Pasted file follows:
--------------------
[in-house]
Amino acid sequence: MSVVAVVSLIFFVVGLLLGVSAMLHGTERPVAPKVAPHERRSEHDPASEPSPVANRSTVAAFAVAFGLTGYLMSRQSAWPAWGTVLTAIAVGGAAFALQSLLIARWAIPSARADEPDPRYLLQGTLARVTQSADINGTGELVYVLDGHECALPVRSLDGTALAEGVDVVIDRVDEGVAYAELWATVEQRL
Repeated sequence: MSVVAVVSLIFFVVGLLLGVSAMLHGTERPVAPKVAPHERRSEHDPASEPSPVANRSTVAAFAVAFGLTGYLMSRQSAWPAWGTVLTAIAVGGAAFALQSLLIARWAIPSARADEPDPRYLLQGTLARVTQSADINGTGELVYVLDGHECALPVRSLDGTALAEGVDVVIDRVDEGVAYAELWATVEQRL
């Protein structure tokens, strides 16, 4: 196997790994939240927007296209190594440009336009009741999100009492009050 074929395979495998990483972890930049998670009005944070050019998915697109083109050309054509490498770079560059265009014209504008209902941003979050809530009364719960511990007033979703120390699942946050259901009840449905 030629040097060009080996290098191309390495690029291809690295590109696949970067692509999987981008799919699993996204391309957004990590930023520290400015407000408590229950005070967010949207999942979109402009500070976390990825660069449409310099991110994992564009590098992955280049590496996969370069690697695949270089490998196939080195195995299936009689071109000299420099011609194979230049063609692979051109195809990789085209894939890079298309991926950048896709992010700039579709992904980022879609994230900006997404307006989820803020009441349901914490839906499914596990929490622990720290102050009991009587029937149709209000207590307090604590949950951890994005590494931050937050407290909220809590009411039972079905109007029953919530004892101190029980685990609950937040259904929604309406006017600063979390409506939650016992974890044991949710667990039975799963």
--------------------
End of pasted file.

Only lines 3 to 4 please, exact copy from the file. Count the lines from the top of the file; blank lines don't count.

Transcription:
Repeated sequence: MSVVAVVSLIFFVVGLLLGVSAMLHGTERPVAPKVAPHERRSEHDPASEPSPVANRSTVAAFAVAFGLTGYLMSRQSAWPAWGTVLTAIAVGGAAFALQSLLIARWAIPSARADEPDPRYLLQGTLARVTQSADINGTGELVYVLDGHECALPVRSLDGTALAEGVDVVIDRVDEGVAYAELWATVEQRL
């Protein structure tokens, strides 16, 4: 196997790994939240927007296209190594440009336009009741999100009492009050 074929395979495998990483972890930049998670009005944070050019998915697109083109050309054509490498770079560059265009014209504008209902941003979050809530009364719960511990007033979703120390699942946050259901009840449905 030629040097060009080996290098191309390495690029291809690295590109696949970067692509999987981008799919699993996204391309957004990590930023520290400015407000408590229950005070967010949207999942979109402009500070976390990825660069449409310099991110994992564009590098992955280049590496996969370069690697695949270089490998196939080195195995299936009689071109000299420099011609194979230049063609692979051109195809990789085209894939890079298309991926950048896709992010700039579709992904980022879609994230900006997404307006989820803020009441349901914490839906499914596990929490622990720290102050009991009587029937149709209000207590307090604590949950951890994005590494931050937050407290909220809590009411039972079905109007029953919530004892101190029980685990609950937040259904929604309406006017600063979390409506939650016992974890044991949710667990039975799963």